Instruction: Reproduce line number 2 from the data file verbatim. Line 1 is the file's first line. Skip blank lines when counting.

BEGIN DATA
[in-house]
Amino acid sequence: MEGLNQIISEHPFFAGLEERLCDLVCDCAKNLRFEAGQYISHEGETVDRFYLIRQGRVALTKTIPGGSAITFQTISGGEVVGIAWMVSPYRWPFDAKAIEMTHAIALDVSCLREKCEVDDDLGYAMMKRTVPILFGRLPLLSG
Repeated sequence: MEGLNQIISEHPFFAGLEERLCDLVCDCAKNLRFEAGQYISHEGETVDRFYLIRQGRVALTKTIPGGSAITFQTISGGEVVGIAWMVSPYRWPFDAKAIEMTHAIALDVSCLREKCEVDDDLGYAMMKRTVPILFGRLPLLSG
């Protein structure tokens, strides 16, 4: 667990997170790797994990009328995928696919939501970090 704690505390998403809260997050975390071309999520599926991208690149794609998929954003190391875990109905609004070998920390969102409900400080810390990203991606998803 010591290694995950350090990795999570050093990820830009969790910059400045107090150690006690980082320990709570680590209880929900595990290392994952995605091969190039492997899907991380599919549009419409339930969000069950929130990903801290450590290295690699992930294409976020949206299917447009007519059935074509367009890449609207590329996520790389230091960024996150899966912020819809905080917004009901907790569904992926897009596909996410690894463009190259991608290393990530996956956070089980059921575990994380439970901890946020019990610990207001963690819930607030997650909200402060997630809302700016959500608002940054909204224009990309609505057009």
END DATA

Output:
Amino acid sequence: MEGLNQIISEHPFFAGLEERLCDLVCDCAKNLRFEAGQYISHEGETVDRFYLIRQGRVALTKTIPGGSAITFQTISGGEVVGIAWMVSPYRWPFDAKAIEMTHAIALDVSCLREKCEVDDDLGYAMMKRTVPILFGRLPLLSG